New Jersey’s U.S. attorney announces creation of civil rights division
U.S. Attorney Philip Sellinger announced the creation of a civil rights division on Monday. The sole focus of the division will be the enforcement of federal civil rights laws in New Jersey, he said.
The new division, which will report directly to the U.S. Attorney and the U.S. Attorney’s front office, will enforce both civil and criminal civil rights laws. The division will also engage with local community members, advocacy groups, and other federal and state agencies to protect civil rights. This is the first and largest division in the district’s history to focus entirely on enforcing and protecting civil rights, officials said.
“No one should ever be subject to acts of discrimination or hate because of where they are from, what they look like, whom they love, or how they worship,” Sellinger said. “Hate crimes and unlawful bias incidents are antithetical to the core principles underlying our democracy, and the U.S. Attorney’s Office will do all it can to combat these threats to constitutional and civil rights. The Department of Justice was founded to protect the civil rights guaranteed by the 13th, 14th, and 15th Amendments. Building on this legacy, I am creating a Civil Rights Division within the U.S. Attorney’s Office, which will focus all its efforts on protecting and upholding the civil rights of those in our community. To that end, I have nearly doubled the number of civil and criminal attorneys who will carry out this important mission – all of whom will work together in this newly created division.”
The U.S. Attorney’s Office’s Civil Rights Division will be led by Chief Michael Campion. It will combine the office’s longstanding Civil Rights Unit, which conducted civil enforcement as part of the office’s Civil Division, with federal prosecutors from the office’s Criminal Division, who will focus on federal criminal civil rights prosecutions. By increasing the number of attorneys dedicated to civil rights enforcement and merging civil and criminal civil rights enforcement into one Civil Rights Division, officials said the U.S. Attorney’s Office will be able to prioritize and coordinate protecting and advancing civil rights for all in New Jersey.
Officials said the Civil Rights Division will continue the office’s past efforts – often in partnership with the Justice Department’s Civil Rights Division – in bringing criminal civil rights prosecutions, as well as its efforts in bringing civil enforcement actions involving discrimination, fair housing, fair lending, the rights of institutionalized persons, police misconduct, voting rights, and the rights of veterans and servicemembers. Actions taken by the office to advance civil rights in New Jersey include:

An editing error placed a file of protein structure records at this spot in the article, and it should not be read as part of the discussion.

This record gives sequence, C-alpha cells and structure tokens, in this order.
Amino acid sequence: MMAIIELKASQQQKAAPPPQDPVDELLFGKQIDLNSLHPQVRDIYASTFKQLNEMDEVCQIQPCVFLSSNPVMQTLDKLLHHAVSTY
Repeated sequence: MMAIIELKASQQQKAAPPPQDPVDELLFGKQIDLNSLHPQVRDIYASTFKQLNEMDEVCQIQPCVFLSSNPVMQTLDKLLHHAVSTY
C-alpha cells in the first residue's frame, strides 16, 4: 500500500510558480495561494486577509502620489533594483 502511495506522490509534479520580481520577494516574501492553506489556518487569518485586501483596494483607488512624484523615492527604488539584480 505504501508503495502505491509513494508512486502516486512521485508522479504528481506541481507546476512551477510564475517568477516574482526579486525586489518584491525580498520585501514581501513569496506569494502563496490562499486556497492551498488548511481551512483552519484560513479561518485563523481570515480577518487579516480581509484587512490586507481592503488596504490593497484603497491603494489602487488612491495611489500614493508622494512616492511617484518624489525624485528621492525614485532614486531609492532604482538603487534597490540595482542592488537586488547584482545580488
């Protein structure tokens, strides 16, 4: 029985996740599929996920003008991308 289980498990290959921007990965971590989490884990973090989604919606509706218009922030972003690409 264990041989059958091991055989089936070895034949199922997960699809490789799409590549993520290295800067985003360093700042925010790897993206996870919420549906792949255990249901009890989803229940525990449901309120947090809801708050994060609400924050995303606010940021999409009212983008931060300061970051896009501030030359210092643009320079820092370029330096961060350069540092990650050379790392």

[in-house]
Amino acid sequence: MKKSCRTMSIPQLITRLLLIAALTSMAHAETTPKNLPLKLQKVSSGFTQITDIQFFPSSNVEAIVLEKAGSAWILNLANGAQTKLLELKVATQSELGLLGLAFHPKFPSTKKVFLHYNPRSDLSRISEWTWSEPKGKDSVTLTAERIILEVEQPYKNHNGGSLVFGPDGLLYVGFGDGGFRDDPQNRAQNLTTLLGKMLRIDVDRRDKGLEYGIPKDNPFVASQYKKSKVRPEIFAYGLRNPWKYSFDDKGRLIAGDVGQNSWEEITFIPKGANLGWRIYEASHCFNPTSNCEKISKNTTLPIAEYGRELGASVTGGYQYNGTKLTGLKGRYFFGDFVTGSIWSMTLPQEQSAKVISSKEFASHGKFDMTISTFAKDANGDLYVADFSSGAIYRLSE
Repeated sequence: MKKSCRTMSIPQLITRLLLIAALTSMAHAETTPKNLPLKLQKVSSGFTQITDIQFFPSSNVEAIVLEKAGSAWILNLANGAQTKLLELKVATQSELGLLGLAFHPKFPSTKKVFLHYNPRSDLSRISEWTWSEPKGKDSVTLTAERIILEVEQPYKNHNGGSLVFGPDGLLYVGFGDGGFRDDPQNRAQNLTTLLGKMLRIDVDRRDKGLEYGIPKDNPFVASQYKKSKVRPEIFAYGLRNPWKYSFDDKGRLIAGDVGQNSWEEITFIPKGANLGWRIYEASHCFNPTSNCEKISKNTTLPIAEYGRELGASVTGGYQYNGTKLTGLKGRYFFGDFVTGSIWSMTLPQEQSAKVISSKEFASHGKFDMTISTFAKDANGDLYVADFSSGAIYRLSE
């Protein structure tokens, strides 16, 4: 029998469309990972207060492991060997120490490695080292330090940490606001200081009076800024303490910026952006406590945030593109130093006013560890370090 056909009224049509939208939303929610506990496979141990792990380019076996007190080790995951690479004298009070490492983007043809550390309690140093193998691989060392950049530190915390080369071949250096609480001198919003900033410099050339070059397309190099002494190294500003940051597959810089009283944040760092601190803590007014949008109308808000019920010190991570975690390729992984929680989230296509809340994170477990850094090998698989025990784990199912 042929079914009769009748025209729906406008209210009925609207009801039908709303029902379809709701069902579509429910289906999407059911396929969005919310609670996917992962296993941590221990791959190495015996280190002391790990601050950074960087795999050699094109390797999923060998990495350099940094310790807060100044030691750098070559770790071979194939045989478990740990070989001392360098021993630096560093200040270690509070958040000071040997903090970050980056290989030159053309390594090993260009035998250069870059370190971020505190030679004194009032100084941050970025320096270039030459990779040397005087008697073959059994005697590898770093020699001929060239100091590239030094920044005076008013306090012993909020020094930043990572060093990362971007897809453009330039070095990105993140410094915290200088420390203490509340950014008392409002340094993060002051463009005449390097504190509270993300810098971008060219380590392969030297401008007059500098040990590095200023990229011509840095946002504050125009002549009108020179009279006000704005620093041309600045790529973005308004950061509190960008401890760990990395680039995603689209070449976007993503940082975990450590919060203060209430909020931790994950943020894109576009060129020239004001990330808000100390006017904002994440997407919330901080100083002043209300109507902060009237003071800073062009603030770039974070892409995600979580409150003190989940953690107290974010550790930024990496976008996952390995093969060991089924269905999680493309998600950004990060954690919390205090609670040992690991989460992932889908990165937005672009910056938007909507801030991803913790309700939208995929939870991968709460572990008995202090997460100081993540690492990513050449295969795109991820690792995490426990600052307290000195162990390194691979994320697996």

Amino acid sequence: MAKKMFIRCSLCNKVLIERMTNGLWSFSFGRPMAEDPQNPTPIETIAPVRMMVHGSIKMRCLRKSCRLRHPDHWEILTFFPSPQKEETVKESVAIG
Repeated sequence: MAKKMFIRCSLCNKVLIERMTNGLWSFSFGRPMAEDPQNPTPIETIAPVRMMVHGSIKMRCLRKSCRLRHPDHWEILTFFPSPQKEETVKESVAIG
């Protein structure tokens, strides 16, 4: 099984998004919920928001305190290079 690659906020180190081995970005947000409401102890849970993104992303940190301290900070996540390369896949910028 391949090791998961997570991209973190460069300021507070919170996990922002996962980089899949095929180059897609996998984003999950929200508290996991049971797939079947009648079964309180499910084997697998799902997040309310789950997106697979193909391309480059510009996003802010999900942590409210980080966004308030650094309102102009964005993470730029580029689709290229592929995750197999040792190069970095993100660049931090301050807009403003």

• A consent decree to end unlawful sexual harassment by an Elizabeth landlord who required sex acts in exchange for housing benefits from numerous women and gay or bisexual men; this historic settlement provided for the largest victim compensation fund in the Justice Department’s history of sexual harassment in housing matters;
• A consent decree to end a pattern or practice of Eighth Amendment violations and protects prisoners from sexual abuse by facility staff at the Edna Mahan Correctional Facility for Women.
• A Letter of Findings in the investigation into the Cumberland County Jail for failing to take measures to prevent inmate suicides, including the failure to provide medication to treat opioid use disorder.
• A consent decree to reform the Newark Police Department’s unconstitutional practices.
• Settlement agreements with the Union County and Ocean County Boards of Election under the Americans with Disabilities Act to ensure that voters with disabilities have access to polling places.
• Guilty pleas by several Paterson Police officers for violating civil rights, using excessive force, and filing false police reports.
• Settlements with several municipalities to end religious discrimination and burdens on the practice of religion resulting from unlawful zoning ordinances and zoning denials regarding mosques, synagogues, and other houses of worship.
• A consent decree with Hudson City Savings Bank to end redlining and pay $27 million to ensure equal lending services to predominantly Black and Hispanic communities.
• A consent decree with New Jersey’s student lending authority to provide damages to service members who were subjected to unlawful default judgments with respect to student loans.
• A settlement with Newark Public Schools to require the district to provide effective English learner services.
Members of the public may report possible civil rights violations online or via the U.S. Attorney’s Civil Rights Hotline at (855) 281-3339.